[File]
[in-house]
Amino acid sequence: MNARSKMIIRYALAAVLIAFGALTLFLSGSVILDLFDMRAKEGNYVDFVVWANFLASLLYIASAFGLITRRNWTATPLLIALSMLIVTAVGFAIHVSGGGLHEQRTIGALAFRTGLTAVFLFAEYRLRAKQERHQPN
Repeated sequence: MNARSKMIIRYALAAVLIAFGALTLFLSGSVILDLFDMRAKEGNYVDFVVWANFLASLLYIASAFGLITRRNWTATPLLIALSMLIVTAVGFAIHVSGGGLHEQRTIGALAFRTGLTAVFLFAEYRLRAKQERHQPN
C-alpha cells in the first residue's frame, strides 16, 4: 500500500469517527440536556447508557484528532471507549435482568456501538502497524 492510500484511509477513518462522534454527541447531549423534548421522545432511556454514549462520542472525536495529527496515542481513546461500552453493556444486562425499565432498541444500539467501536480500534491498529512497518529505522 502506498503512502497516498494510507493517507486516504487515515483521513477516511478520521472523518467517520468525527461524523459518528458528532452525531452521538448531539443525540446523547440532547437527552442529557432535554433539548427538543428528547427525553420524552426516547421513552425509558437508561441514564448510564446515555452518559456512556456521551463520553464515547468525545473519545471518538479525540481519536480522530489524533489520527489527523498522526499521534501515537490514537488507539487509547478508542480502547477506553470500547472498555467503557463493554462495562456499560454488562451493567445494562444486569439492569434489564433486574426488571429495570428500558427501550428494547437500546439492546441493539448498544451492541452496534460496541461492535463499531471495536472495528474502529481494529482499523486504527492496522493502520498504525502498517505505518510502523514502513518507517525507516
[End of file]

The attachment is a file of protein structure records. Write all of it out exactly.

[in-house]
Amino acid sequence: MNARSKMIIRYALAAVLIAFGALTLFLSGSVILDLFDMRAKEGNYVDFVVWANFLASLLYIASAFGLITRRNWTATPLLIALSMLIVTAVGFAIHVSGGGLHEQRTIGALAFRTGLTAVFLFAEYRLRAKQERHQPN
Repeated sequence: MNARSKMIIRYALAAVLIAFGALTLFLSGSVILDLFDMRAKEGNYVDFVVWANFLASLLYIASAFGLITRRNWTATPLLIALSMLIVTAVGFAIHVSGGGLHEQRTIGALAFRTGLTAVFLFAEYRLRAKQERHQPN
C-alpha cells in the first residue's frame, strides 16, 4: 500500500469517527440536556447508557484528532471507549435482568456501538502497524 492510500484511509477513518462522534454527541447531549423534548421522545432511556454514549462520542472525536495529527496515542481513546461500552453493556444486562425499565432498541444500539467501536480500534491498529512497518529505522 502506498503512502497516498494510507493517507486516504487515515483521513477516511478520521472523518467517520468525527461524523459518528458528532452525531452521538448531539443525540446523547440532547437527552442529557432535554433539548427538543428528547427525553420524552426516547421513552425509558437508561441514564448510564446515555452518559456512556456521551463520553464515547468525545473519545471518538479525540481519536480522530489524533489520527489527523498522526499521534501515537490514537488507539487509547478508542480502547477506553470500547472498555467503557463493554462495562456499560454488562451493567445494562444486569439492569434489564433486574426488571429495570428500558427501550428494547437500546439492546441493539448498544451492541452496534460496541461492535463499531471495536472495528474502529481494529482499523486504527492496522493502520498504525502498517505505518510502523514502513518507517525507516